Talk to Someone Who Can Help

David A. Gershaw, Ph.D.

Recently the American Psychological Association (APA) hired an independent research company to do a phone survey to find out what people thought about psychological health and psychological services. The company interviewed 1001 Americans aged 21-65. Each respondent was a primary health care decision-maker for their household. Since they were decision-makers for their household, more were women (66%). Most (52%) were middle class, earning $20,000-$50,000. Of those who indicated their income, 25% were above $50,000, and 15% were under $20,000. The majority (63%) had at least some post-high-school education. Here are some results from this survey.

A large majority (84%) valued good psychological health. They "understand the link between psychological health and physical health," and they "agree that a person should spend time doing things to improve his or her mental and emotional health." In contrast, almost half (47%) wanted a better understanding of when to seek help from a mental health professional. Various factors were seen as important barriers to seeking help —

• lack of insurance coverage (84%)

• concern about cost (84%)

• lack of confidence in outcome (76%)

• not knowing how to choose the right professional (68%)

• not knowing when you need professional help (64%)

• Concern about time span of treatment (59%).

These were followed by concerns about the effect on their job or career (53%), others finding out (31%) and what these others would think (24%).

Three-quarters or more of the people would seek help for serious mental disorders like schizophrenia (93%), suicidal tendencies (87%), alcohol or drug dependency (86%), eating disorders (83%), depression or anxiety (80%), or problems their children are having (76%). However, fewer would seek psychological help with a chronic or serious physical disease, problems with marriage or divorce, difficulties in rearing children, the death of someone close to them, general stress, making life style changes, or problems at work.

Although 51% agreed that their family physician did a good job of meeting their "emotional and mental health needs," 81% were more likely to use a "physician who works with a psychologist." Mental health professionals had been used by 43% of the households. (With some of the concerns mentioned above, this percentage may be low.) Almost half (49%) went to psychologists, while 38% chose psychiatrists, and 14% went to social workers. The remainder went to general therapists, various types of counselors, or other professionals. Of those who sought help, 74% were satisfied with the professional they had picked.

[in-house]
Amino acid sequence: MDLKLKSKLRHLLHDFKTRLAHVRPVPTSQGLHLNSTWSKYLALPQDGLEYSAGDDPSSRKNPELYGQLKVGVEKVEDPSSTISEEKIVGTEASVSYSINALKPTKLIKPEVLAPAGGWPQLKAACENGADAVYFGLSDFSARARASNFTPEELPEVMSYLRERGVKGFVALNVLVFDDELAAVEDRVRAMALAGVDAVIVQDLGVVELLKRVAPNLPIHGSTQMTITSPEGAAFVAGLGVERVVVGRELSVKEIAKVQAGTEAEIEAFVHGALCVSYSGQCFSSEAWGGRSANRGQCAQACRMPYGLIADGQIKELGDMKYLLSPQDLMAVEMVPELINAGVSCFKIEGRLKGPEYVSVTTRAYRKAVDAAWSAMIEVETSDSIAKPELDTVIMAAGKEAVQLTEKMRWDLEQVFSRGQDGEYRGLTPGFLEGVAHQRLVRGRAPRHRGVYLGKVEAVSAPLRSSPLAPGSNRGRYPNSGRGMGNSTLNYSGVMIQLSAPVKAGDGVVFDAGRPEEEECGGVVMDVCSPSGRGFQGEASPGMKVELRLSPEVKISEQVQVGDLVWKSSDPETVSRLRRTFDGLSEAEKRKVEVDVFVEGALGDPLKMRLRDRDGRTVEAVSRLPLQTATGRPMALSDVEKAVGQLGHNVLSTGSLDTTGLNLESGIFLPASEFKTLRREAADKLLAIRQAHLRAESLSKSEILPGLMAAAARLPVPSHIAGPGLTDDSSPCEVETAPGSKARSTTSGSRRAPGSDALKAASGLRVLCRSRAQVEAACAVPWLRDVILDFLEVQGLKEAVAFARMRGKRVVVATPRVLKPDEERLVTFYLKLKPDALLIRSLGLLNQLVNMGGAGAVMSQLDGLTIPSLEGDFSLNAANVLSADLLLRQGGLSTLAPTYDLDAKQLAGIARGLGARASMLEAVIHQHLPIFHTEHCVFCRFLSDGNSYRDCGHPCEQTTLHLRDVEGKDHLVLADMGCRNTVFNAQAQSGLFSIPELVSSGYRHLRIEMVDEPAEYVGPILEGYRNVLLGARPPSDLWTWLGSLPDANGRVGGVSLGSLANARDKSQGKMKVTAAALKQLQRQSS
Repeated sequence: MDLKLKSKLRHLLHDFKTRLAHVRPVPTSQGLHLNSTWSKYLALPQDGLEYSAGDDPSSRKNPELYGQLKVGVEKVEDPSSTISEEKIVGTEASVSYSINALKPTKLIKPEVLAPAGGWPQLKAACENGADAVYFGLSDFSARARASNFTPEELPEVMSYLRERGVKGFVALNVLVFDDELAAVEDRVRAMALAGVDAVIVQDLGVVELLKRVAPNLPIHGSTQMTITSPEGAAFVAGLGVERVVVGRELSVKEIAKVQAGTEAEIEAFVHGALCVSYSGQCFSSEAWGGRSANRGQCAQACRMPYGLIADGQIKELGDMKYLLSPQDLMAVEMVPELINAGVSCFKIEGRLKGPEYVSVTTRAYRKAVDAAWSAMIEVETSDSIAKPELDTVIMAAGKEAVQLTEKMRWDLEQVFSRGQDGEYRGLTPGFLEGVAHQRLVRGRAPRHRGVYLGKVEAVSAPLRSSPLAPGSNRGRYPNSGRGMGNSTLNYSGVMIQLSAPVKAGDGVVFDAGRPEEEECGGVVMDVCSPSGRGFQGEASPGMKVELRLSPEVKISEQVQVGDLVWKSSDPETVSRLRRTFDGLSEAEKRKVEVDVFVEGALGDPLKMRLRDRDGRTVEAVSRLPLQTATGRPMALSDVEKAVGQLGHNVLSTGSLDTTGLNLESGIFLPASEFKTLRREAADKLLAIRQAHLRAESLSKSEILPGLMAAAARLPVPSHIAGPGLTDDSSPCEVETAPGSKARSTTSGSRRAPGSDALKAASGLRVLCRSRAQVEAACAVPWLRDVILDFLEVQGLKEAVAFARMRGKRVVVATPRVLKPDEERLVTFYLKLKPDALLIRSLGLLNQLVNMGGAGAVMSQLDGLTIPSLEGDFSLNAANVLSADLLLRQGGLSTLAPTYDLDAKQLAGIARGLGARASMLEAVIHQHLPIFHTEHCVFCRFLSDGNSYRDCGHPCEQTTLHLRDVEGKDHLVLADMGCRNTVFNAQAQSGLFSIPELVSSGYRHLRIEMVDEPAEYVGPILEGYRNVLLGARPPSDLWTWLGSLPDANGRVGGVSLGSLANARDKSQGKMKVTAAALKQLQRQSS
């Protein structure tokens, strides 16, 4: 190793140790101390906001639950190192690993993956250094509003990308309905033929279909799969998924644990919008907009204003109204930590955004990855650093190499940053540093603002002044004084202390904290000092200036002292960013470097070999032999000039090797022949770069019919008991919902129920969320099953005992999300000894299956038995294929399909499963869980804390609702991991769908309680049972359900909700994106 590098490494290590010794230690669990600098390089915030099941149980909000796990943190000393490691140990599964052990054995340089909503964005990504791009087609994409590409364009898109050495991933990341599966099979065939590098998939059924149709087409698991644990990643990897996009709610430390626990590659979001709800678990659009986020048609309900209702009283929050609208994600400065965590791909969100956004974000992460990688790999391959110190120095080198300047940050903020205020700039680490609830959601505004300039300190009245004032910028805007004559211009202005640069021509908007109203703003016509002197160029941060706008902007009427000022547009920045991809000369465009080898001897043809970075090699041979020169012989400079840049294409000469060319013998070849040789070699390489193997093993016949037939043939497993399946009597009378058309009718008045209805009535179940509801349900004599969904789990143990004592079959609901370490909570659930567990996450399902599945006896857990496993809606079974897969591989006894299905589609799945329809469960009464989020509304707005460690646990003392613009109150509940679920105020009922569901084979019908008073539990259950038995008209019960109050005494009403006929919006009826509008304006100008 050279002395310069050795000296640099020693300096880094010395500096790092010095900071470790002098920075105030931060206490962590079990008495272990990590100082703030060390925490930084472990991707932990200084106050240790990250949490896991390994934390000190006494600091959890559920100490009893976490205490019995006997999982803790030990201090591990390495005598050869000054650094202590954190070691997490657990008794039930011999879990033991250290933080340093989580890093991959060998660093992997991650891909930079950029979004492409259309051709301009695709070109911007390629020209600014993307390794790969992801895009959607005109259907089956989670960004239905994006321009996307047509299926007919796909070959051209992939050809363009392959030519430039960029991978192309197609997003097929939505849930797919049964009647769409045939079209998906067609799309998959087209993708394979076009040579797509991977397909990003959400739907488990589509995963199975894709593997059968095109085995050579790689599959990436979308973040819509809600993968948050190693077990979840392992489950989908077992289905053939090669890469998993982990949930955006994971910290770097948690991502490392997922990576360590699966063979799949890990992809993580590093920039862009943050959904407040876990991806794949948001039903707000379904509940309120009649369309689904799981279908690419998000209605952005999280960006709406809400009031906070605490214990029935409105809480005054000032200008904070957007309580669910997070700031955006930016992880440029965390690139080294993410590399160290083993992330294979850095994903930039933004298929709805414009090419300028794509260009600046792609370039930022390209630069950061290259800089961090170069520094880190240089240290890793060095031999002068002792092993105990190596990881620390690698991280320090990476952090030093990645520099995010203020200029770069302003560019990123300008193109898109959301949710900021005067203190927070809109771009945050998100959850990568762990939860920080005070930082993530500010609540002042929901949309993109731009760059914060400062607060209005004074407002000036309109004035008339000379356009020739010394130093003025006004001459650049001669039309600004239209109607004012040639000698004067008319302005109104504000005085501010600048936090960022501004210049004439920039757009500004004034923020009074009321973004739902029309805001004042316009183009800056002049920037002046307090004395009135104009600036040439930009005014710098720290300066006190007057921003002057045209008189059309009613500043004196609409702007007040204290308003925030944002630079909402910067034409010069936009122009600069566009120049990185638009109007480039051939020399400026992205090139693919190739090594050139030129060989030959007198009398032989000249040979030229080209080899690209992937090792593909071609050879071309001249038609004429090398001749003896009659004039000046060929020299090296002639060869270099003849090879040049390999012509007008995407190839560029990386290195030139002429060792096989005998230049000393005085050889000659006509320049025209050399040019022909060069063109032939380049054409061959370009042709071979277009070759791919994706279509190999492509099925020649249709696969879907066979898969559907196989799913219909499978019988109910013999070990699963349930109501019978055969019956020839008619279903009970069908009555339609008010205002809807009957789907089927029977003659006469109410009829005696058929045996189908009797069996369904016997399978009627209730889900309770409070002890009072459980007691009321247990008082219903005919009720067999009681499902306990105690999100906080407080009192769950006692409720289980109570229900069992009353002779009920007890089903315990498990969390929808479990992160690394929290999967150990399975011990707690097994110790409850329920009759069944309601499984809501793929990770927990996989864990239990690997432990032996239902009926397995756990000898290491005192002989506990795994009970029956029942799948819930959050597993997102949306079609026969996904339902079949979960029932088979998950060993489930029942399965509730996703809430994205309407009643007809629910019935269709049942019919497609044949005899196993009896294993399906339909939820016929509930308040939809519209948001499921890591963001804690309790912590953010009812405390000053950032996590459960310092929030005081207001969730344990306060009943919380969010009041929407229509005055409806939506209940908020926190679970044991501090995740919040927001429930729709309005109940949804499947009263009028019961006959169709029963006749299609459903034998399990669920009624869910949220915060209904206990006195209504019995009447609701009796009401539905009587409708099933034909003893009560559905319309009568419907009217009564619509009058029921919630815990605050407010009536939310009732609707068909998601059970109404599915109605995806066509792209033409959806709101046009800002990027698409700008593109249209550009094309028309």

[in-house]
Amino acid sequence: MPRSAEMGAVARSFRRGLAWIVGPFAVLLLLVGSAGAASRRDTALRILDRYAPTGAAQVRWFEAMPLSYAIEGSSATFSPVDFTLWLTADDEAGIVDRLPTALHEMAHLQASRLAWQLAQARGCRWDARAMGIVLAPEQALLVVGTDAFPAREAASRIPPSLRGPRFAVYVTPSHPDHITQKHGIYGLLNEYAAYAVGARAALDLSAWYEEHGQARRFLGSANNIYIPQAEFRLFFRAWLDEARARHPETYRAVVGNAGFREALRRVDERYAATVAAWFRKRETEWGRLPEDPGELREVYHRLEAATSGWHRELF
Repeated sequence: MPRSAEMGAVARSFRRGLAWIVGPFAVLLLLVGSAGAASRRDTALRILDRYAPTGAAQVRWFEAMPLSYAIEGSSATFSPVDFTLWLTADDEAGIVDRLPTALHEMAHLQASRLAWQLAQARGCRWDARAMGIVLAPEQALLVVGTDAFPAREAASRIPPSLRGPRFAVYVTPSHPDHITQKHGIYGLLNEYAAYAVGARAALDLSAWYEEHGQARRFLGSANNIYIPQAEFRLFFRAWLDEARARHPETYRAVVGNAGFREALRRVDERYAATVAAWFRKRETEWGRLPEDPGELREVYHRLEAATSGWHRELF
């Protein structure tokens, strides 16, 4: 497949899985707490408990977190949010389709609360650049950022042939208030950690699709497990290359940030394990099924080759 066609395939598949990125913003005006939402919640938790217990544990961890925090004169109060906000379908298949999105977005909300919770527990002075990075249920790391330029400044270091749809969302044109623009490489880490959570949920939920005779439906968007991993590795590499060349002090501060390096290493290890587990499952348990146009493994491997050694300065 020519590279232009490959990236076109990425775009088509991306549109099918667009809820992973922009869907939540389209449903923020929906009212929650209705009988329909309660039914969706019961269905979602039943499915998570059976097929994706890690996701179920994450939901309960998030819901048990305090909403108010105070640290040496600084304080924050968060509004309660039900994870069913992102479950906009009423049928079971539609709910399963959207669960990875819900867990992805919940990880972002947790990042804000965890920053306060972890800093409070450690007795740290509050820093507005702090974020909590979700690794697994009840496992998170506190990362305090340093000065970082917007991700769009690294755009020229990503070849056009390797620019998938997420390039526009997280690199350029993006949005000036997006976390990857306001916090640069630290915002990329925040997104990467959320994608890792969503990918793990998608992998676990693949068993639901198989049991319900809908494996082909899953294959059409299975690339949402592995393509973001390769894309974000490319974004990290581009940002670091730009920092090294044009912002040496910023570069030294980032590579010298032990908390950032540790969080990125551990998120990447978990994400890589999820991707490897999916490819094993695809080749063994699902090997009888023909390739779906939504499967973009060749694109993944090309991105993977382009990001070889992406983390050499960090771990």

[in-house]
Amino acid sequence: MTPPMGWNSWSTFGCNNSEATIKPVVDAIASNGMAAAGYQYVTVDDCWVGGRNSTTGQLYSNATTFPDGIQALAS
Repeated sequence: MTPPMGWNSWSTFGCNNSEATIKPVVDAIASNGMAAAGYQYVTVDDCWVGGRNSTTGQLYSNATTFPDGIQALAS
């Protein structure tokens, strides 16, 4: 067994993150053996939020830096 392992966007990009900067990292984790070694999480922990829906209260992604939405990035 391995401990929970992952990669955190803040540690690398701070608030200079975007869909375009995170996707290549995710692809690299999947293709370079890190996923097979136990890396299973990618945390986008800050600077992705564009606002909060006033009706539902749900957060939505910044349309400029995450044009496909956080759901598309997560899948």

Rather than dispensing magical cures,
mental health professionals
only help you to help yourself.

How do you know when you need help? The APA offers several guidelines to help you decide. You should seek help when —

• you feel like you can’t do it alone

• you feel trapped, like there is nowhere to turn

• you worry all the time and never seem to find answers

• the way you feel is affecting your sleep, your eating habits, your job, your relationships, your everyday life

• it’s not getting any better.

Even if you want to get professional help, how do you find someone? Get information from those you trust. Ask your family physician, teacher, clergy member, or family and friends who know of various mental health professionals. If those sources fail, you can look in the Yellow Pages of your local phone book under "psychiatrists" (usually a subheading under "physicians"), "psychologists", "psychotherapists", "social workers" or "counselors". The heading, "Social Service Organizations," may give sources of help for more specific problems. If you call the APA (1-800-964-2000) or get them online at apa.org, they can lead you to state or local referral services for your area. Help yourself now by talking to someone who can help!

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